In the section that follows, the crew splits into teams and attempts to locate the Alien within the labyrinthine bowels of the ship in order to capture and eject it. Instead, the Alien picks off the crew members one by one.

Meanwhile, Science Officer Ash (Ian Holm) turns out to be an android placed on board by “the Corporation” to bring the Alien back to Earth — regardless of the lives of the human crew. The remaining crew battle and manage to subdue the Ash robot, and hold a conversation with its detached head, during which it tells them they have virtually no chance against the “perfect” alien organism.

Soon, no one is left but Ripley and her cat. Ripley attempts to destroy the Alien by blowing up the ship while she departs on a shuttle. This is where earlier drafts end, but in this draft — thanks to a suggestion of director Scott — there is a “fourth act” in which the Alien appears on the shuttle and Ripley is forced to confront it before finally ejecting it into space.

Between this script and the final film, much of the action and the dialogue has been tweaked. The film has more workaday banter between the crew members. Missing from the film is a short sequence in this draft where Kane’s floating corpse appears outside the windows of the spaceship.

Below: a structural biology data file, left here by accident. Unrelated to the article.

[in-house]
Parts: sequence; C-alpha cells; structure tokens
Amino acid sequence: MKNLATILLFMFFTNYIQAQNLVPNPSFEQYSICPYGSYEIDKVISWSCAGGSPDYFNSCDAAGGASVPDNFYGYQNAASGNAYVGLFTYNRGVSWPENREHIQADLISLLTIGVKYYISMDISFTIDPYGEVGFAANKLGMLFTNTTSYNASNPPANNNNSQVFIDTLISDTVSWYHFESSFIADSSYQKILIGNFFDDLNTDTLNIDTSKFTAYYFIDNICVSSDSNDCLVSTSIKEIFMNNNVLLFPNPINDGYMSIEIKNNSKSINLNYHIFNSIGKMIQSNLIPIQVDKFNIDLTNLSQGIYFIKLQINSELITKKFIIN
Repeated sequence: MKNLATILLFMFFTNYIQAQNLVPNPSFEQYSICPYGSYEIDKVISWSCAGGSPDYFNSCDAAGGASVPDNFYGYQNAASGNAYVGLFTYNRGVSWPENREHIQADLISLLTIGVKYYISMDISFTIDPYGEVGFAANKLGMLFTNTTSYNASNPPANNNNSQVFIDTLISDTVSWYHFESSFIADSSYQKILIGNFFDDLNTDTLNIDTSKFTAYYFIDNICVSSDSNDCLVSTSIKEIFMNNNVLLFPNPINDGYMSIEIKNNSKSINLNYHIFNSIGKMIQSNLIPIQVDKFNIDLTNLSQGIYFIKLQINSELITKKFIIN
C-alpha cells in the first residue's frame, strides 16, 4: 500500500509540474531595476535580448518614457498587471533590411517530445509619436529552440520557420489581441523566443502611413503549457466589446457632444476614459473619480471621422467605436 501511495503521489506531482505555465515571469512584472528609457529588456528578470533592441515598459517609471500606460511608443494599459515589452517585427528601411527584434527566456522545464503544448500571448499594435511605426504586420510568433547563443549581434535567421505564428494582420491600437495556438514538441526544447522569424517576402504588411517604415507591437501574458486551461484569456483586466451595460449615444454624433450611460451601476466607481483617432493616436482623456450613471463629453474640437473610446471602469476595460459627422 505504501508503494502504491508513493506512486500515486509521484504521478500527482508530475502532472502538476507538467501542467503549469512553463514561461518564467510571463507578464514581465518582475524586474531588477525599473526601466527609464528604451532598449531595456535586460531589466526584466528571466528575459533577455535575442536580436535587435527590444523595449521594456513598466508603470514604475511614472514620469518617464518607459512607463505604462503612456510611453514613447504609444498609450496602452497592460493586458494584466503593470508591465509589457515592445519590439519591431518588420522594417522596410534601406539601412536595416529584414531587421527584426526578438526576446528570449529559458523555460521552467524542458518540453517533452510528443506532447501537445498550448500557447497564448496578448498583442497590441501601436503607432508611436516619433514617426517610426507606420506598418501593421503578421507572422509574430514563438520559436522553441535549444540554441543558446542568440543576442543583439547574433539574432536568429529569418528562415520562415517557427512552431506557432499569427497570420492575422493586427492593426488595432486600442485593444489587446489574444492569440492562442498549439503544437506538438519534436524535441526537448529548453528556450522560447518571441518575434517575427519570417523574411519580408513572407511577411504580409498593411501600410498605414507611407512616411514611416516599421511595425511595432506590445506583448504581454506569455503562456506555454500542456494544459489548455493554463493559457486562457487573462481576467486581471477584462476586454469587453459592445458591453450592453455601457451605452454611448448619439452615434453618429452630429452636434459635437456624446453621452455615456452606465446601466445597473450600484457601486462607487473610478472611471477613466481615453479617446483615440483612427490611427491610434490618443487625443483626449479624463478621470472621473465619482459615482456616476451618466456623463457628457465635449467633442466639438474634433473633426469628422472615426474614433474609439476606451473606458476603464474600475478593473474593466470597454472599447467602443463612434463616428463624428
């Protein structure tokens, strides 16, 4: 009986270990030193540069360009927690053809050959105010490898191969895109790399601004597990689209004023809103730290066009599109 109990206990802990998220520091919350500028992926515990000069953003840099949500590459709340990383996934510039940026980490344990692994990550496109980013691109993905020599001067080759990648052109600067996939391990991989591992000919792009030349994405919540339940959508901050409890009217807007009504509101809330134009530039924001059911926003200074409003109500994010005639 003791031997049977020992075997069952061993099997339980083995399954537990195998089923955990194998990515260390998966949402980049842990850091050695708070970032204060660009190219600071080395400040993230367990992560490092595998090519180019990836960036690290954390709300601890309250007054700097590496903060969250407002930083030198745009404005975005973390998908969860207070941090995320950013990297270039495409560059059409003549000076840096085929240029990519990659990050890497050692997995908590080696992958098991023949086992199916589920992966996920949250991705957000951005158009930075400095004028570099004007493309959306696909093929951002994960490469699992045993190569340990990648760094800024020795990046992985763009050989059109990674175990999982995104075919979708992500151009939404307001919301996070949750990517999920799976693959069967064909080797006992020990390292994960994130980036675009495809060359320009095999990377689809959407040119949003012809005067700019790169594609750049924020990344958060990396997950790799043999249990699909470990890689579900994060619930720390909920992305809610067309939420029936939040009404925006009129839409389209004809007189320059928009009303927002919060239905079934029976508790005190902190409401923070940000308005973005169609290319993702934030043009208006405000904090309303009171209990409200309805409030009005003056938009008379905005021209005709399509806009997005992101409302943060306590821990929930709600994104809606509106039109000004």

Among other differences — The 2/78 draft has a love scene between Ripley and the Captain, Dallas, that is wisely omitted from the completed film. The role of Jones the cat has been expanded. Although Brett (Harry Dean Stanton) is the first crew member to be attacked by the full-grown Alien, in the 2/78 draft this occurs while he is with the other crew members; in the completed film this occurs while he is by himself looking for Jones, as the cat watches. The movie also includes a suspenseful section not in this draft where Ripley has to locate Jones before she escapes from the Alien (or so she thinks) on the ship’s shuttle.

Ultimately, notwithstanding that ALIEN’S final shooting script was written by Hill and Giler, the Writers Guild of America awarded O’Bannon sole credit for this classic screenplay.